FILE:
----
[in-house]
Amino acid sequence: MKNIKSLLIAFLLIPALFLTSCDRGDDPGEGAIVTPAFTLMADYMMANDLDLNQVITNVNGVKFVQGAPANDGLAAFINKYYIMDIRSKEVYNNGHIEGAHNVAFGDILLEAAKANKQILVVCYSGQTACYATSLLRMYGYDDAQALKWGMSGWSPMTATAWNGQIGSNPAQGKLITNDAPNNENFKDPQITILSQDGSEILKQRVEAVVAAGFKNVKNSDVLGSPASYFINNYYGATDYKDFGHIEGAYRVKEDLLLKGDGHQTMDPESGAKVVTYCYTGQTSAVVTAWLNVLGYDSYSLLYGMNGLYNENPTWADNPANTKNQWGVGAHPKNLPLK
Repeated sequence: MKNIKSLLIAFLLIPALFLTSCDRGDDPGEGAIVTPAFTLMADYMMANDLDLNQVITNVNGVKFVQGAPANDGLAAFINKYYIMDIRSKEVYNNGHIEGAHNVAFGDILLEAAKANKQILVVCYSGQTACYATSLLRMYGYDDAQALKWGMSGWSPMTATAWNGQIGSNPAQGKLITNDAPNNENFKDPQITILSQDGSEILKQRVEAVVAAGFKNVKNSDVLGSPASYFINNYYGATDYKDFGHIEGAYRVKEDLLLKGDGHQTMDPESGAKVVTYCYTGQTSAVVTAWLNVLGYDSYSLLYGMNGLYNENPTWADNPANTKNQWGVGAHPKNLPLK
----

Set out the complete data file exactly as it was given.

[in-house]
Amino acid sequence: MKNIKSLLIAFLLIPALFLTSCDRGDDPGEGAIVTPAFTLMADYMMANDLDLNQVITNVNGVKFVQGAPANDGLAAFINKYYIMDIRSKEVYNNGHIEGAHNVAFGDILLEAAKANKQILVVCYSGQTACYATSLLRMYGYDDAQALKWGMSGWSPMTATAWNGQIGSNPAQGKLITNDAPNNENFKDPQITILSQDGSEILKQRVEAVVAAGFKNVKNSDVLGSPASYFINNYYGATDYKDFGHIEGAYRVKEDLLLKGDGHQTMDPESGAKVVTYCYTGQTSAVVTAWLNVLGYDSYSLLYGMNGLYNENPTWADNPANTKNQWGVGAHPKNLPLK
Repeated sequence: MKNIKSLLIAFLLIPALFLTSCDRGDDPGEGAIVTPAFTLMADYMMANDLDLNQVITNVNGVKFVQGAPANDGLAAFINKYYIMDIRSKEVYNNGHIEGAHNVAFGDILLEAAKANKQILVVCYSGQTACYATSLLRMYGYDDAQALKWGMSGWSPMTATAWNGQIGSNPAQGKLITNDAPNNENFKDPQITILSQDGSEILKQRVEAVVAAGFKNVKNSDVLGSPASYFINNYYGATDYKDFGHIEGAYRVKEDLLLKGDGHQTMDPESGAKVVTYCYTGQTSAVVTAWLNVLGYDSYSLLYGMNGLYNENPTWADNPANTKNQWGVGAHPKNLPLK